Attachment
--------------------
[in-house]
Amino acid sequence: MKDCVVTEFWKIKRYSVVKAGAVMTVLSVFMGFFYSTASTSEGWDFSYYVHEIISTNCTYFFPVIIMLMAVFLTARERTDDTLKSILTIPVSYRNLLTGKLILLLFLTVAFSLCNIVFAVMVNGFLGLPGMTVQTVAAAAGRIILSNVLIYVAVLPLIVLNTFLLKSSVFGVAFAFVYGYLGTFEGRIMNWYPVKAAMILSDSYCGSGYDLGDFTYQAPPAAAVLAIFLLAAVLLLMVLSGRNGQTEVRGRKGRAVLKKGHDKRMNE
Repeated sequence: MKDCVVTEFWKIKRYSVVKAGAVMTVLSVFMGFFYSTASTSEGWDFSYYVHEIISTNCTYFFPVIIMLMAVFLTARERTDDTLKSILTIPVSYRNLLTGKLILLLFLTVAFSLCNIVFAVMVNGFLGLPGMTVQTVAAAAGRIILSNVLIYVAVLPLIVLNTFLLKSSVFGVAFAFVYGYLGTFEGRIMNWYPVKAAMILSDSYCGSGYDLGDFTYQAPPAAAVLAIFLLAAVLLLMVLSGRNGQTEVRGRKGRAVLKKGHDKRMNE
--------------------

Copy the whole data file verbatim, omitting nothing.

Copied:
[in-house]
Amino acid sequence: MKDCVVTEFWKIKRYSVVKAGAVMTVLSVFMGFFYSTASTSEGWDFSYYVHEIISTNCTYFFPVIIMLMAVFLTARERTDDTLKSILTIPVSYRNLLTGKLILLLFLTVAFSLCNIVFAVMVNGFLGLPGMTVQTVAAAAGRIILSNVLIYVAVLPLIVLNTFLLKSSVFGVAFAFVYGYLGTFEGRIMNWYPVKAAMILSDSYCGSGYDLGDFTYQAPPAAAVLAIFLLAAVLLLMVLSGRNGQTEVRGRKGRAVLKKGHDKRMNE
Repeated sequence: MKDCVVTEFWKIKRYSVVKAGAVMTVLSVFMGFFYSTASTSEGWDFSYYVHEIISTNCTYFFPVIIMLMAVFLTARERTDDTLKSILTIPVSYRNLLTGKLILLLFLTVAFSLCNIVFAVMVNGFLGLPGMTVQTVAAAAGRIILSNVLIYVAVLPLIVLNTFLLKSSVFGVAFAFVYGYLGTFEGRIMNWYPVKAAMILSDSYCGSGYDLGDFTYQAPPAAAVLAIFLLAAVLLLMVLSGRNGQTEVRGRKGRAVLKKGHDKRMNE